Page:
The business case for applying Enterprise and Business Architecture to organisations is often misunderstood or not articulated in a way that a “return on investment” is tangible to those who hold the purse strings. I have pulled together a quick guide to where I see some of the key tangible benefits that support the case for its use and continued investment.
Before starting down the route of defining the benefits, I should be clear on my perspective of Enterprise and Business Architecture. Put succinctly, it is the representation of an organisations operating model that can demonstrate the connectivity between the layers with the business from the Customers, the Services they use, right the way through to the infrastructure and system layers. These can be represented through different lenses and allow “key performance indicators” to be allocated to the different layers to support and assess the management of the business.
Architectures need to:
Evolve and be maintained to be effective
Be created at the right level so that they are consumable (not too granular that they are difficult to consume and not too high-level that they are meaningless)
Create the common language within the Enterprise
Have defined and understood boundaries
Be proportionate to the size & complexity of the organisation
In the table below, I have represented some of the key features and provide the rationale to support the benefit of having an Enterprise and Business Architecture in an organisation.
A common language used across an organisation means that you can step away from confusion and cross-wires, it de-risks by providing a common understanding. This is powerful in terms of preventing potential failure downstream when making a change.
Distilling a view of an organisation allows you to view your value chain in the business and understand whether there are:
Opportunities to improve the Value Chain
Manage risk to prevent disruption to the Value Chain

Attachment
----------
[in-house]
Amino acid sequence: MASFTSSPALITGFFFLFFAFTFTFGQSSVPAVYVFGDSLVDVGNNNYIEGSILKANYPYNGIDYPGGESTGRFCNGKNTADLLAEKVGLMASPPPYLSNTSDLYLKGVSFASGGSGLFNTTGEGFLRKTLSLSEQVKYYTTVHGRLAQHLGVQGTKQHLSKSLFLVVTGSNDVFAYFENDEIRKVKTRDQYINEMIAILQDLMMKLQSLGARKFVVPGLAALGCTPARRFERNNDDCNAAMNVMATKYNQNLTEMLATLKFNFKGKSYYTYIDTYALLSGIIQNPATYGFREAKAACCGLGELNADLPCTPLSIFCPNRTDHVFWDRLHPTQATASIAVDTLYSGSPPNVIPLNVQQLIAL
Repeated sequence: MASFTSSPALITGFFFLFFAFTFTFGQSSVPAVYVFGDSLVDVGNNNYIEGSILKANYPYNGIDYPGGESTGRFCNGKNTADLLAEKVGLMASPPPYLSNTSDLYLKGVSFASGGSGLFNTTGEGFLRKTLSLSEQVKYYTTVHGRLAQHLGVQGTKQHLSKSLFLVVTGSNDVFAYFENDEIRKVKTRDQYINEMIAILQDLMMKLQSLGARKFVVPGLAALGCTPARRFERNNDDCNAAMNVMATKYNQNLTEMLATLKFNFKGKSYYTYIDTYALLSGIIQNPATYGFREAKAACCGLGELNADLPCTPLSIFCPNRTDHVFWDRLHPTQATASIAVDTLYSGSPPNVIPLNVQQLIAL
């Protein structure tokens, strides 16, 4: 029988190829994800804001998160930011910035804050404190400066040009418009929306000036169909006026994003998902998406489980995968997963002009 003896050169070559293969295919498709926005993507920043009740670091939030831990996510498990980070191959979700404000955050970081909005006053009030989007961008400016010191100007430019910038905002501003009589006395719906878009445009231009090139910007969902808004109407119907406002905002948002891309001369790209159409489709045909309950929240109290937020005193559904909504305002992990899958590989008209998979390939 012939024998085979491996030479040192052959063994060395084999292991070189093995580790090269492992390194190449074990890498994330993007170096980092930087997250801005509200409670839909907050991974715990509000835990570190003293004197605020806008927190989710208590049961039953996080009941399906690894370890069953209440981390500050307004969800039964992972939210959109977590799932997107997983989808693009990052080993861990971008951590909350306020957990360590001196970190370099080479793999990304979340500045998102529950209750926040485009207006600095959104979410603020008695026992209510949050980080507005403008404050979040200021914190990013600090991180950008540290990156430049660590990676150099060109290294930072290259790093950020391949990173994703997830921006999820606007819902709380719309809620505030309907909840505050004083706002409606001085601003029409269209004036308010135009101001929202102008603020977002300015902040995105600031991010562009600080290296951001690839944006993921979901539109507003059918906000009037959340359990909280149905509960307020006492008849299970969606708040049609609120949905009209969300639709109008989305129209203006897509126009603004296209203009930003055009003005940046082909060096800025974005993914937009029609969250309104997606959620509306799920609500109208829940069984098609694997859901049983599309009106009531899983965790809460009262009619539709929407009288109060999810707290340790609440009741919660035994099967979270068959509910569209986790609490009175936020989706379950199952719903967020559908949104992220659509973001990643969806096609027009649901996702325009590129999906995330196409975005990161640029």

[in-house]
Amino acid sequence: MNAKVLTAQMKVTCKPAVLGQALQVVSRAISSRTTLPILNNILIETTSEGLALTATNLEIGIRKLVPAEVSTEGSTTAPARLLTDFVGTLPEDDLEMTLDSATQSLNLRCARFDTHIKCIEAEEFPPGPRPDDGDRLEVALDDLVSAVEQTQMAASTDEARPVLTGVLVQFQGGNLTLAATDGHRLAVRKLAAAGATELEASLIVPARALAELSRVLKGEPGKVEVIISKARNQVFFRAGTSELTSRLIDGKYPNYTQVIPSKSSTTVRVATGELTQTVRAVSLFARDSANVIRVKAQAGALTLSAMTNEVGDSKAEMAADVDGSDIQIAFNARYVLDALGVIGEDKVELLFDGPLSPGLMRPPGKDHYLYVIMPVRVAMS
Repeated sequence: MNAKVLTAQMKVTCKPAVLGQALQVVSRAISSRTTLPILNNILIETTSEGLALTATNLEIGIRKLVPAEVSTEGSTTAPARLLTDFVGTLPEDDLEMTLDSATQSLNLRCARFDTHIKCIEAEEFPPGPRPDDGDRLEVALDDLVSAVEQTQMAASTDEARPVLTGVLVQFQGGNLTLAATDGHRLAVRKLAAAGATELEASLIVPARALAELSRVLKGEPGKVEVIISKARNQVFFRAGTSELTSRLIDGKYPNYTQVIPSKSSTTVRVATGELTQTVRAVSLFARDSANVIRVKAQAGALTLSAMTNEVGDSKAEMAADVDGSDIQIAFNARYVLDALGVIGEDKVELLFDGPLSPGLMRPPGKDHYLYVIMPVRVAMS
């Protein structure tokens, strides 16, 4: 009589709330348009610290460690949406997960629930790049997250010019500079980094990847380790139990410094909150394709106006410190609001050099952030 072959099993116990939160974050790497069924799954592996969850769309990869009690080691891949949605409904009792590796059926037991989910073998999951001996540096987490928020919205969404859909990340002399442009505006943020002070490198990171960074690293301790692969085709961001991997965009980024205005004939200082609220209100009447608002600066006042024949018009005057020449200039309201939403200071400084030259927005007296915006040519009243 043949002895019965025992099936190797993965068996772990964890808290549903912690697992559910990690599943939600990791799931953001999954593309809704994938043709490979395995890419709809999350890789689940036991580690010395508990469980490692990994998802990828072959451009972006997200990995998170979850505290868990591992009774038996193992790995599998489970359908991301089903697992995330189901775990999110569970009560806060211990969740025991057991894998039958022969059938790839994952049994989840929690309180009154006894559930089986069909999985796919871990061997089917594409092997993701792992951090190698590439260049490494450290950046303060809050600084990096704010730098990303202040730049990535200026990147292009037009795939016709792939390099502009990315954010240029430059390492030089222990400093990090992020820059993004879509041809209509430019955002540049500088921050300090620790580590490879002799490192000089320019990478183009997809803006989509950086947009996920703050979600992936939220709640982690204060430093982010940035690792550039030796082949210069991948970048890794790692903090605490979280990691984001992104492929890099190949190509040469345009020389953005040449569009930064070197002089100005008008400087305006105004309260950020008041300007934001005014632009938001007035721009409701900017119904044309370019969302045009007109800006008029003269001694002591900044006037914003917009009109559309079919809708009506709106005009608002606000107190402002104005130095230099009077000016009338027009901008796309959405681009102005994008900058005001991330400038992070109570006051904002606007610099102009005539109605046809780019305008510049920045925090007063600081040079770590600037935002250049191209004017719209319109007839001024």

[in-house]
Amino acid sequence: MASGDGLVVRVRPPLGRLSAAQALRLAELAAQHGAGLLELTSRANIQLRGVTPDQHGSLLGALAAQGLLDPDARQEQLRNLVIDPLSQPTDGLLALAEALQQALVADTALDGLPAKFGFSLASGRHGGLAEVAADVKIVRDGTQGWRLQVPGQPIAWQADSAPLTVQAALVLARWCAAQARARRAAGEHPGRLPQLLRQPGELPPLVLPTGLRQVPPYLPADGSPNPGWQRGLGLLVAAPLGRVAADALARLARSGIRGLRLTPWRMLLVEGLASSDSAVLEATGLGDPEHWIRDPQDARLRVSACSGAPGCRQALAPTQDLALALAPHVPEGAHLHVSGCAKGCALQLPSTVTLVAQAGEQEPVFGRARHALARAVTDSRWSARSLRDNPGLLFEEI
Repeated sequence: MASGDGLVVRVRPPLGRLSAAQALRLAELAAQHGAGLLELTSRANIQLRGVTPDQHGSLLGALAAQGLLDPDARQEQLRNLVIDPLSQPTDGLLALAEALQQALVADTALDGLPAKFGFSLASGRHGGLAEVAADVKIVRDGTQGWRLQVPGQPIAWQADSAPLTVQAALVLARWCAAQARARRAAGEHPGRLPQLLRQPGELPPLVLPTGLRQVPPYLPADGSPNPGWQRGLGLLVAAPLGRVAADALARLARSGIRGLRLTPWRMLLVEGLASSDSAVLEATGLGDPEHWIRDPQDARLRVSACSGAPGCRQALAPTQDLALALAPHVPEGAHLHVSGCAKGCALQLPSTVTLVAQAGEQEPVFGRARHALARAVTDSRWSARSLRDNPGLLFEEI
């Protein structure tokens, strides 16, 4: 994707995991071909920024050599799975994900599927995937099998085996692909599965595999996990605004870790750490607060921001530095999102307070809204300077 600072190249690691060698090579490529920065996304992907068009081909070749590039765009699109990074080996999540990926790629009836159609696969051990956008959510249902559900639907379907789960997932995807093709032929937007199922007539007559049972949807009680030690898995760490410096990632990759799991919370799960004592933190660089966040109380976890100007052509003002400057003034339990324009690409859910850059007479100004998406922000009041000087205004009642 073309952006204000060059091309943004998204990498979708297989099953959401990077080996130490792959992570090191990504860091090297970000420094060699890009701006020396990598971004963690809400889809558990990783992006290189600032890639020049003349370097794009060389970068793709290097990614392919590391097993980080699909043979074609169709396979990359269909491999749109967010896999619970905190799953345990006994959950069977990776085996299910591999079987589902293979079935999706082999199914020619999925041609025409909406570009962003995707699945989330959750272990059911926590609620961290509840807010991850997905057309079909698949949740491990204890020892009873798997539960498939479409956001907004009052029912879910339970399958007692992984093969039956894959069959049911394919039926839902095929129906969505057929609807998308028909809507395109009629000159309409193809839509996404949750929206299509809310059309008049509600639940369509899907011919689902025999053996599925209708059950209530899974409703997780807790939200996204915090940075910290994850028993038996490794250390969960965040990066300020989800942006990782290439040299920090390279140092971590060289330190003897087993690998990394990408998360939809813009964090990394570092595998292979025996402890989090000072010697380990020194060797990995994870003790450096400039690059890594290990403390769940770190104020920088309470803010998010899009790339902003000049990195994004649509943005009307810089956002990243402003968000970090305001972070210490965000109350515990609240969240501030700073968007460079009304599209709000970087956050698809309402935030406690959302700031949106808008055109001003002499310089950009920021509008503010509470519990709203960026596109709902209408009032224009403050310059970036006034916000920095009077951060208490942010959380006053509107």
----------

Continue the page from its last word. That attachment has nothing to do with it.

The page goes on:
Identify non-Value add activity within the organisation
Having a common lens of the business allows for a common way to identify and impact change, understanding quickly:
Identifying what it means to your customers and your people
Where the risks may exist
Identifying potential synergy with other changes
As the architecture lens evolves, it provides the opportunity to assess the performance and maturity of different capabilities within an organisation. This provides a chance to benchmark where your organisation capability is and position where you may need to develop.
By understanding how information flows around an organisation, it allows for an understanding as to:
How does it support better outcomes for your customers?
Is it providing the right information for to make informed decisions about the organisation
What are the potential failure points in the information flows?
Is there duplication in the flow of information?
Organisations grow ever more complex overtime. This drives the need to build strategies and identify and create the right solution to deliver those strategies. The Architecture views provide the lens onto supporting that definition and allows the support of the design of changes required to support the strategy.
The combination of the different views provides the context around future changes, current problems and performance of the organisation. When designed in the right way, the blueprint of the business and operating models can allow for the decision makers to make informed decisions around the consequences of the starting, stopping or changing of an initiative.
The use of the Architecture to create Product and Change Road Maps through pulling together the As Is and To Be states. Understanding effective transition states and where temporary capabilities may need to be deployed to move between Transition states and implement change. This in turn supports the prioritisation process.
Having architecture and the additional governance that sits around it allows for quality detailed design to be done within the boundaries and principles of the organisation. The architecture provides the designer with the blueprint to start from, and breeds consistency throughout the process.
To give an example on how much time can be saved, having established a Business Architecture framework, I have been able to reduce high-level impact analysis to less than 48 hours, where in the past it had taken over a month. It also provided a consistent view of each layer in the business so it meant decisions were made quicker by stakeholders and less time was spent on initiative analysis.
Business Architecture tools and techniques can be applied at different levels of an organisation to achieve benefits, even at a divisional level of a change Programme. You do not need mass adoption in the wider Enterprise at outset. You can demonstrate value on a small scale and organically grow the capability.